Beyond Counseling…

I recently came across an article talking about how our closest relationships can suffer during times of intense stress. And let’s be honest, life can be stressful! For those who have moved overseas, there’s a season of intense change, culture shock, language barriers, etc. As everything feels more difficult, we may find ourselves turning away from or even against the most important people in our lives. If you recognize something of yourself in this description, consider the questions in this article as potential conversations starters with the people you’re closest to.
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God is a Good Father

Nick, LMHC originally wrote this for the counseling center

The book of Jeremiah presents to us the voice of a grieving prophet having lived through a transition from the relatively stable nation of Israel under King Josiah through its utter destruction. We can hear the echoes of the despairing and bereft within his text, but he also provides us with a voice that we so often need in life: the voice of a good parent.

Jeremiah 30-31, the so-called Book of Consolation, speaks to an alienated people, living out the insecurity of a refugee life, hopes lost in foreign lands and weighed down under the rule of foreign gods. How could people whose home has been taken away find home again? Baruch writes of a divine command to the people that they call out to the Lord and follows it up immediately with God’s response:

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Collaboration in Counseling

Nick works with a lot of families and couples living all over the world. Here, he gets the privilege of collaborating with a team of therapists to provide better care for entire families.

Here’s a few examples of the types of issues the counselors address:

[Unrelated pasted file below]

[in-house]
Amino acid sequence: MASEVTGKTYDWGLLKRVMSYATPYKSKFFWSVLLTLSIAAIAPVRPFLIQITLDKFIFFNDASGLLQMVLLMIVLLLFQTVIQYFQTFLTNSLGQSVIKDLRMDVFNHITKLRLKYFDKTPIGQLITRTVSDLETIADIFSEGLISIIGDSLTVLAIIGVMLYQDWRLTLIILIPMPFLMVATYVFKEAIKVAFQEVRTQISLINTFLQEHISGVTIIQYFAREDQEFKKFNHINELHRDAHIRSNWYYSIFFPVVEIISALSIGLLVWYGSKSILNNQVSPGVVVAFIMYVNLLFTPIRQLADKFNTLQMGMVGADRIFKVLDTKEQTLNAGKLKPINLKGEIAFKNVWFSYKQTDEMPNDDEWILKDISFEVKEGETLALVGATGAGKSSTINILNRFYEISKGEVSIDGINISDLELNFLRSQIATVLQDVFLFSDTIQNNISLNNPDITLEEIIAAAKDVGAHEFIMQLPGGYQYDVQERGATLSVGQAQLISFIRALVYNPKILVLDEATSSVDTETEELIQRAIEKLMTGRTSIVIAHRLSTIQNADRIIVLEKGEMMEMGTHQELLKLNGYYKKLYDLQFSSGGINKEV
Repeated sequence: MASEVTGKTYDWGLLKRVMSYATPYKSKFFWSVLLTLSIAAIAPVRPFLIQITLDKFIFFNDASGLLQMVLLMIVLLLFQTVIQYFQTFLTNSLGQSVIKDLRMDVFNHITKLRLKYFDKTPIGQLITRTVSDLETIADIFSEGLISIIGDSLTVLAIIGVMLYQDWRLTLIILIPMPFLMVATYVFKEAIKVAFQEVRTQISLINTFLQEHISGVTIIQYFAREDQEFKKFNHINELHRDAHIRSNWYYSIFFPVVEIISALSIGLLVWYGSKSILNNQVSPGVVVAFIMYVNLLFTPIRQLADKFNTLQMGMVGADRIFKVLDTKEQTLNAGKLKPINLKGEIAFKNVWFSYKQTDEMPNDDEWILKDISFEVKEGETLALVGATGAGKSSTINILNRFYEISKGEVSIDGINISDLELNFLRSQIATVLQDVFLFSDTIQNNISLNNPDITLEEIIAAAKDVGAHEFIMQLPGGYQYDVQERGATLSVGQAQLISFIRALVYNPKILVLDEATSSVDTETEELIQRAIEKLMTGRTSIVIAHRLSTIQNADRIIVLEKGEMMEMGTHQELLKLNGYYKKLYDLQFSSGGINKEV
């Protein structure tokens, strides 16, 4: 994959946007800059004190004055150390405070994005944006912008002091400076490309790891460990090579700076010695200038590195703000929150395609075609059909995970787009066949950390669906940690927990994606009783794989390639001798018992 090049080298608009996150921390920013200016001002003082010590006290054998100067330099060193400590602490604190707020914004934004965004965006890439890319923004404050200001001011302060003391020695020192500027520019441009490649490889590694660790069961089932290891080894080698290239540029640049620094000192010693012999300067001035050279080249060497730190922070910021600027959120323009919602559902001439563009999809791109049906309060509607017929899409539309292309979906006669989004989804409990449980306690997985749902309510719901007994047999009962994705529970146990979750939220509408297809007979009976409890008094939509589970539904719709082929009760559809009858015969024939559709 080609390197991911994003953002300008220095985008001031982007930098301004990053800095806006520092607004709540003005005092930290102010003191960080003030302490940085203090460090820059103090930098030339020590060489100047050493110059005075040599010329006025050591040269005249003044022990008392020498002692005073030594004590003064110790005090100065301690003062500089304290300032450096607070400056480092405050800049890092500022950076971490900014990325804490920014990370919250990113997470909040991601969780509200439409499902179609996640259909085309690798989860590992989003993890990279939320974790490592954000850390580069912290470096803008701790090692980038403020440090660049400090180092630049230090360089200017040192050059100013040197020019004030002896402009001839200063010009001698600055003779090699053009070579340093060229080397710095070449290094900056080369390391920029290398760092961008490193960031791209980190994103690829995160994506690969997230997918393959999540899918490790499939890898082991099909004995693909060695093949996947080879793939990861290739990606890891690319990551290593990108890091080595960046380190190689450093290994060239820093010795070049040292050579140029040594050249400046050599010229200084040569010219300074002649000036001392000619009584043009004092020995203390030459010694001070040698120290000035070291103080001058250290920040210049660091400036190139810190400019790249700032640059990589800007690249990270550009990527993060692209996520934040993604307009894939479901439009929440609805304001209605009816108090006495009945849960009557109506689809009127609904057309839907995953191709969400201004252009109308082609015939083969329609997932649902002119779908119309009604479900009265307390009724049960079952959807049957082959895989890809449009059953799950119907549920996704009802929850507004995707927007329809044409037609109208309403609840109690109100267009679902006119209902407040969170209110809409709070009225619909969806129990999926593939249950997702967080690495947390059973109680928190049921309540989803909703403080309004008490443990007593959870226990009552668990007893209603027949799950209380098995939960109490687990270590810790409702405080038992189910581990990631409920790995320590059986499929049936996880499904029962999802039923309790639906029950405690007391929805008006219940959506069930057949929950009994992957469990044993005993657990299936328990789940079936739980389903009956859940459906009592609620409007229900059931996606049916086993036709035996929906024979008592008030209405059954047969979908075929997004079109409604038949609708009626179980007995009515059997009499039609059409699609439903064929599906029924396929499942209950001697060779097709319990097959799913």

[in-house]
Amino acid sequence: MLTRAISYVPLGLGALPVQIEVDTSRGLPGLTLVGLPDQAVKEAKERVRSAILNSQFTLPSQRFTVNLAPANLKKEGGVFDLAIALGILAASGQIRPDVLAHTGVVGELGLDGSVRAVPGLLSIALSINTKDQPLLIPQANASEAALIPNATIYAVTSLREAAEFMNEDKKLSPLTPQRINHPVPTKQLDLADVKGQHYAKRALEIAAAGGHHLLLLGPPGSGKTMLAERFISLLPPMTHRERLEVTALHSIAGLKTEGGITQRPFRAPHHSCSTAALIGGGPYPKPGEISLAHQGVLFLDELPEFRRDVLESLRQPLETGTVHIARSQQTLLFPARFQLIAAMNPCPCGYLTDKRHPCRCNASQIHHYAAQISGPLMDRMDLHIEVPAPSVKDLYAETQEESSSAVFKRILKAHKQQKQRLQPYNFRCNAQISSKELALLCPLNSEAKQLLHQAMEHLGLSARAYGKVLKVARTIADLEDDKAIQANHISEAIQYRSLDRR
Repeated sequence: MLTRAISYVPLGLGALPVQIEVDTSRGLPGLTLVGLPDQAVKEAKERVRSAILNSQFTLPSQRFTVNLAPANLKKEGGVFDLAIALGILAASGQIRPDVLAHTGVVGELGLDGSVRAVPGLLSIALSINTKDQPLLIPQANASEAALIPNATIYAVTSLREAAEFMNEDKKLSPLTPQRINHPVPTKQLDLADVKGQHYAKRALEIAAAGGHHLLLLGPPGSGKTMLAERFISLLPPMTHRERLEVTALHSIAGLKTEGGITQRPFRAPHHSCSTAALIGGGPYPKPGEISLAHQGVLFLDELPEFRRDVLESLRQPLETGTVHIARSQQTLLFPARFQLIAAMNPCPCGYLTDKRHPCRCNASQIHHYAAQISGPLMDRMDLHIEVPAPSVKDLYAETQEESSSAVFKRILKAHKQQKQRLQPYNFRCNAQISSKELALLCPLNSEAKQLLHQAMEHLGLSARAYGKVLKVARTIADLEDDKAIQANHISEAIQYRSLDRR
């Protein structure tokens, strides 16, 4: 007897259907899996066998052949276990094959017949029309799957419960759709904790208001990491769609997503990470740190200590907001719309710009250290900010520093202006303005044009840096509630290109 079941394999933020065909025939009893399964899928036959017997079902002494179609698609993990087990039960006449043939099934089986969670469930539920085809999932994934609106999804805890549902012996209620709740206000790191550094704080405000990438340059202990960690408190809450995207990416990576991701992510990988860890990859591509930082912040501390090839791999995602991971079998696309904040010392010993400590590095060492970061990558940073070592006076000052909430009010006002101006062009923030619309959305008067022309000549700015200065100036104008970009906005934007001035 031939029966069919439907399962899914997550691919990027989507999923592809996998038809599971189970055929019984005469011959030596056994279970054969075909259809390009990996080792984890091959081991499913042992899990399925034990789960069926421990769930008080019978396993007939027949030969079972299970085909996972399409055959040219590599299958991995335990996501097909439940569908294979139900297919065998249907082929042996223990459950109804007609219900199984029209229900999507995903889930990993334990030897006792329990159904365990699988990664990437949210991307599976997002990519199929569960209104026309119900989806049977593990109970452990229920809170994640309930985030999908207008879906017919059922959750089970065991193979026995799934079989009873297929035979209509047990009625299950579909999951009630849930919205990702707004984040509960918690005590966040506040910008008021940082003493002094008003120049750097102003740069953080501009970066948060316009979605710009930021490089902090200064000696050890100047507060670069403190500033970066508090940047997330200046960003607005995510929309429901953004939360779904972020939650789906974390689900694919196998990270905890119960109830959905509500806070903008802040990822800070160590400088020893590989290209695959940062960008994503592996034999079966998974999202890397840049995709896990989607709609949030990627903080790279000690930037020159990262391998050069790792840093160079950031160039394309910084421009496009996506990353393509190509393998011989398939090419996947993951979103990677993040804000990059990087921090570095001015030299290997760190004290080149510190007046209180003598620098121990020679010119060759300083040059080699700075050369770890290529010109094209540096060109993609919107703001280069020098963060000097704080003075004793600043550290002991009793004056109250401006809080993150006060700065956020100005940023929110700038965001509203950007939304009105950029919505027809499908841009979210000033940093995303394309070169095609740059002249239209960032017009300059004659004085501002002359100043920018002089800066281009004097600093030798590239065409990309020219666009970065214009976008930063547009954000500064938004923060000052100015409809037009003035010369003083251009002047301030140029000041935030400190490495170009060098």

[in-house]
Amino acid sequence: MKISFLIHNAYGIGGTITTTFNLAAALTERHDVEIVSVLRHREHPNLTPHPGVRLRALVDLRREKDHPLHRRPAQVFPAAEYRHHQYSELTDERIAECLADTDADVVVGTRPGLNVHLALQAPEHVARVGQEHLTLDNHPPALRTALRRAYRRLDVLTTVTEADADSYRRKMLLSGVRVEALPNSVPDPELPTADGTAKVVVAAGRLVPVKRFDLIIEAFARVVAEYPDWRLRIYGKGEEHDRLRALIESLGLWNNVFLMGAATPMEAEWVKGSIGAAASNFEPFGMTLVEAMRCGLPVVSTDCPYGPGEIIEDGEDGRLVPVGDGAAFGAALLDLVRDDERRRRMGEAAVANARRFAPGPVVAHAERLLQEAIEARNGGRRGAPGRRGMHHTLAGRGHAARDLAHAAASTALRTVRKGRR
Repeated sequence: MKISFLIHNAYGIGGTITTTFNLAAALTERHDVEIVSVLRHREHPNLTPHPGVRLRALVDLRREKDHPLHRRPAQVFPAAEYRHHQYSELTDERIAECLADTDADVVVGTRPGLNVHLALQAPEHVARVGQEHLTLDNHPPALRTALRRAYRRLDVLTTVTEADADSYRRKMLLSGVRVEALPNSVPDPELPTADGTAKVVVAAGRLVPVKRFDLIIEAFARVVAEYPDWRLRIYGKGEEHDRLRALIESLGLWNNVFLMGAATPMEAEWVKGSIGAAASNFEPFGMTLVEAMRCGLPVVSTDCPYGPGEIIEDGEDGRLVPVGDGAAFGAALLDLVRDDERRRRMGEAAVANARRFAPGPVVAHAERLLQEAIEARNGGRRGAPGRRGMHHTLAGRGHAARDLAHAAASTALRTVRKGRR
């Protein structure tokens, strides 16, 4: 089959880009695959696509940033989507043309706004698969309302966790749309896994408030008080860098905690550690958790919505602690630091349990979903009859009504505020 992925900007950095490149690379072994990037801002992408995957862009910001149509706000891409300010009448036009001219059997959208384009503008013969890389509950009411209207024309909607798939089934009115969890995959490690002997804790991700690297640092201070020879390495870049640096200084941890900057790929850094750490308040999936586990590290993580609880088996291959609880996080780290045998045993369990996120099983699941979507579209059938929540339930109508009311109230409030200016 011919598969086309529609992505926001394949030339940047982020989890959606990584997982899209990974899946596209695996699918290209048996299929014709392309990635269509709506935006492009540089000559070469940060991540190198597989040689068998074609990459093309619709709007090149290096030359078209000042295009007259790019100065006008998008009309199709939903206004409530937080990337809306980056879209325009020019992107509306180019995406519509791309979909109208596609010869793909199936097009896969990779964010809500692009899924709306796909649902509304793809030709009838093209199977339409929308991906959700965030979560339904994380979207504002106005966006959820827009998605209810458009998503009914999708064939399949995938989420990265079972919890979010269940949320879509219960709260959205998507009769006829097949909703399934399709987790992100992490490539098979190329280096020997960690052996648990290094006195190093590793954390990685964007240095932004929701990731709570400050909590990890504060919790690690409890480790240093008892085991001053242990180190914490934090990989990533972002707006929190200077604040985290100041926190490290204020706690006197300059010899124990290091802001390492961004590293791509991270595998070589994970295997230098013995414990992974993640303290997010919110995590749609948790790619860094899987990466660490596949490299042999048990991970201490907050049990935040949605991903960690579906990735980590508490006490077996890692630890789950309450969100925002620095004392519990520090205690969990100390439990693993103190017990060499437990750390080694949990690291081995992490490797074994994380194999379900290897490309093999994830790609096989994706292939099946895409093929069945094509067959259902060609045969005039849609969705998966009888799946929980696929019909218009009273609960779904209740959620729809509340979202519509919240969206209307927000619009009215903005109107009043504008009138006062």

• A child with a new mental health diagnosis may lead to our helping the family learn and practice new way of working together both for the well-being of the child and the rest of the family
  • A traumatic event (e.g. a political coup or a scary evacuation) may lead to children and parents learning how to process and make sense of what they’ve experienced
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Counseling TCKs

Where are you from?

We ask this all the time in normal conversations, right? For us, it’s pretty easy to answer. We’re from Indiana, but we live abroad now. In fact, we have roots generations deep in a small community, and most of our family is in a 2 hour radius from that one spot. I don’t think I realized how unique that was until moving abroad. The fact Nick and I were from the same small town and knew each other growing up… most people in our sphere now can hardly imagine that! All that to say, it’s pretty easy for us to say where we’re from. There’s an identity in that shaping us even now as we experience life in a new culture that looks very different from our old one.

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We’ve got a month of big updates to share!


We are in full time language study right now with a private tutor since the language school in our city is currently closed due to COVID. Recently, we found out about an immersion program in another city where we will live with a national family for a couple months. This includes: 

  • 4 hrs of language study each day 
  • Live with a local family and get lots of language time and cultural training
  • Learn how to navigate this new city (which will be really helpful as Nick will likely end up coming back for crisis counseling sessions)
Continue reading “BIG MONTH OF NEWS”


Just popping over here to say if you don’t get our monthly emails, you might have missed our latest video giving you a walking tour of our city.


Great question 🙂 This location was picked VERY SPECIFICALLY by those where dreaming about an international counseling center for workers in this part of the world. They were looking for a place that:

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We were supposed to leave the country tomorrow. We were supposed to be sharing tearful goodbyes and making last minute preparations. Instead, COVID-19 has left us ALL in a state of uncertainty. All our country’s international flights are now shut down and we expect it to be a few months before we can travel. 

Our counseling team has been incredibly encouraging. Some have traveled back to the States, avoiding quarantines that would restrict anyone over 65 from leaving their homes and seeking out the safety and familiarity in their home country. Others remained behind, hunkering down around those relationships they trust to keep them safe. Together, the team is navigating how to best serve cross-cultural workers from around the world.